The Death of Asahel

18 Joab, Abishai, and Asahel—the three sons of Zeruiah—were among David’s forces that day. Asahel could run like a gazelle, 19 and he began chasing Abner. He pursued him relentlessly, not stopping for anything. 20 When Abner looked back and saw him coming, he called out, “Is that you, Asahel?”

“Yes, it is,” he replied.

21 “Go fight someone else!” Abner warned. “Take on one of the younger men, and strip him of his weapons.” But Asahel kept right on chasing Abner.

22 Again Abner shouted to him, “Get away from here! I don’t want to kill you. How could I ever face your brother Joab again?”

23 But Asahel refused to turn back, so Abner thrust the butt end of his spear through Asahel’s stomach, and the spear came out through his back. He stumbled to the ground and died there. And everyone who came by that spot stopped and stood still when they saw Asahel lying there.

24 When Joab and Abishai found out what had happened, they set out after Abner. The sun was just going down as they arrived at the hill of Ammah near Giah, along the road to the wilderness of Gibeon. 25 Abner’s troops from the tribe of Benjamin regrouped there at the top of the hill to take a stand.

26 Abner shouted down to Joab, “Must we always be killing each other? Don’t you realize that bitterness is the only result? When will you call off your men from chasing their Israelite brothers?”

27 Then Joab said, “God only knows what would have happened if you hadn’t spoken, for we would have chased you all night if necessary.” 28 So Joab blew the ram’s horn, and his men stopped chasing the troops of Israel.

29 All that night Abner and his men retreated through the Jordan Valley.[c] They crossed the Jordan River, traveling all through the morning,[d] and didn’t stop until they arrived at Mahanaim.

30 Meanwhile, Joab and his men also returned home. When Joab counted his casualties, he discovered that only 19 men were missing in addition to Asahel. 31 But 360 of Abner’s men had been killed, all from the tribe of Benjamin. 32 Joab and his men took Asahel’s body to Bethlehem and buried him there in his father’s tomb. Then they traveled all night and reached Hebron at daybreak.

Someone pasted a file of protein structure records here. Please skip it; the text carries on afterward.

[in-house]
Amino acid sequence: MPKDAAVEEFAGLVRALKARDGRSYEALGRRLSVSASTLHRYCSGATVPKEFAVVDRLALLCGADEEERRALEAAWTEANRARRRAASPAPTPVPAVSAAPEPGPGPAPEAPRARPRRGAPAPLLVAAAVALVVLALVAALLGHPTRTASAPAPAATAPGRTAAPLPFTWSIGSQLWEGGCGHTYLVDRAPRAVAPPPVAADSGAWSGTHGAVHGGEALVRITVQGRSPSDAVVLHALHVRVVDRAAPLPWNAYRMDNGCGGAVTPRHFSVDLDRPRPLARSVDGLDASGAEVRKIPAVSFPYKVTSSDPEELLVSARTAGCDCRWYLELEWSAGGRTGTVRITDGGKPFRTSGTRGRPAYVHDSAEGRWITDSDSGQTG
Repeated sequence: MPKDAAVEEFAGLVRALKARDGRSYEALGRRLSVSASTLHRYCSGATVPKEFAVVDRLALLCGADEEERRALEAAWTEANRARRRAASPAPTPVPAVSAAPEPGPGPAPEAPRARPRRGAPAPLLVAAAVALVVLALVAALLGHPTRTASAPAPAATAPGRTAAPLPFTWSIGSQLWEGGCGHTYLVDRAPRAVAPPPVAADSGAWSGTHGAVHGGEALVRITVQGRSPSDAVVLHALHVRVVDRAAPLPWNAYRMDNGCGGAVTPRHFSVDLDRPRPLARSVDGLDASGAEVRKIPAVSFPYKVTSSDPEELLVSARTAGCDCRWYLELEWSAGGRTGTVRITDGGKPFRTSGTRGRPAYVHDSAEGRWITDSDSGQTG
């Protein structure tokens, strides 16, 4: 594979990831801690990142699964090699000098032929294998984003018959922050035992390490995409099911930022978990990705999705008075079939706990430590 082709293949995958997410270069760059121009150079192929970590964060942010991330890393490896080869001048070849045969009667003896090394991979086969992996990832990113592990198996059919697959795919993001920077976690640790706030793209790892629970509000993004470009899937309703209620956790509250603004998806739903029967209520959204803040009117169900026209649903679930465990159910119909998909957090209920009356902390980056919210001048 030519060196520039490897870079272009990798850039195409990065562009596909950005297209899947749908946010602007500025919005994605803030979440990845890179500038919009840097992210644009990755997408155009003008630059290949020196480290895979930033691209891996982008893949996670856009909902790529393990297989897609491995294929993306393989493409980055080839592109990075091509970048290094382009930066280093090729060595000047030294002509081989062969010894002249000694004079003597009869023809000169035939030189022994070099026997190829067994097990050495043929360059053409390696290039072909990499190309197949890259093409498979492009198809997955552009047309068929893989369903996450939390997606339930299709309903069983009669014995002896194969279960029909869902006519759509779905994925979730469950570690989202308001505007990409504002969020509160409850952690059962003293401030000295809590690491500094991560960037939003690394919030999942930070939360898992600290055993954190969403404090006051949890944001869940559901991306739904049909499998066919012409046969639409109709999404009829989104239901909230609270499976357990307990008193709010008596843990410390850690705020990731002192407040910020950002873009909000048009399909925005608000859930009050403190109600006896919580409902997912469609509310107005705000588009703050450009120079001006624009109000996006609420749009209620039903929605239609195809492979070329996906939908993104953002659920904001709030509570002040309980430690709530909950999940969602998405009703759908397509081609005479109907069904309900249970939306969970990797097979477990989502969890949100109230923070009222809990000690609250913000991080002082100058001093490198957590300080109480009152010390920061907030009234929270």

Footnotes

  1. 2:8 Ishbosheth is another name for Esh-baal.
  2. 2:16 Hebrew Helkath-hazzurim.
  3. 2:29a Hebrew the Arabah.
  4. 2:29b Or continued on through the Bithron. The meaning of the Hebrew is uncertain.

Death Comes to All

This, too, I carefully explored: Even though the actions of godly and wise people are in God’s hands, no one knows whether God will show them favor. The same destiny ultimately awaits everyone, whether righteous or wicked, good or bad,[a] ceremonially clean or unclean, religious or irreligious. Good people receive the same treatment as sinners, and people who make promises to God are treated like people who don’t.

It seems so wrong that everyone under the sun suffers the same fate. Already twisted by evil, people choose their own mad course, for they have no hope. There is nothing ahead but death anyway. There is hope only for the living. As they say, “It’s better to be a live dog than a dead lion!”

The living at least know they will die, but the dead know nothing. They have no further reward, nor are they remembered. Whatever they did in their lifetime—loving, hating, envying—is all long gone. They no longer play a part in anything here on earth. So go ahead. Eat your food with joy, and drink your wine with a happy heart, for God approves of this! Wear fine clothes, with a splash of cologne!

Live happily with the woman you love through all the meaningless days of life that God has given you under the sun. The wife God gives you is your reward for all your earthly toil. 10 Whatever you do, do well. For when you go to the grave,[b] there will be no work or planning or knowledge or wisdom.

11 I have observed something else under the sun. The fastest runner doesn’t always win the race, and the strongest warrior doesn’t always win the battle. The wise sometimes go hungry, and the skillful are not necessarily wealthy. And those who are educated don’t always lead successful lives. It is all decided by chance, by being in the right place at the right time.

12 People can never predict when hard times might come. Like fish in a net or birds in a trap, people are caught by sudden tragedy.

Thoughts on Wisdom and Folly

13 Here is another bit of wisdom that has impressed me as I have watched the way our world works. 14 There was a small town with only a few people, and a great king came with his army and besieged it. 15 A poor, wise man knew how to save the town, and so it was rescued. But afterward no one thought to thank him. 16 So even though wisdom is better than strength, those who are wise will be despised if they are poor. What they say will not be appreciated for long.

17 Better to hear the quiet words of a wise person
    than the shouts of a foolish king.
18 Better to have wisdom than weapons of war,
    but one sinner can destroy much that is good.

Footnotes

  1. 9:2 As in Greek and Syriac versions and Latin Vulgate; Hebrew lacks or bad.
  2. 9:10 Hebrew to Sheol.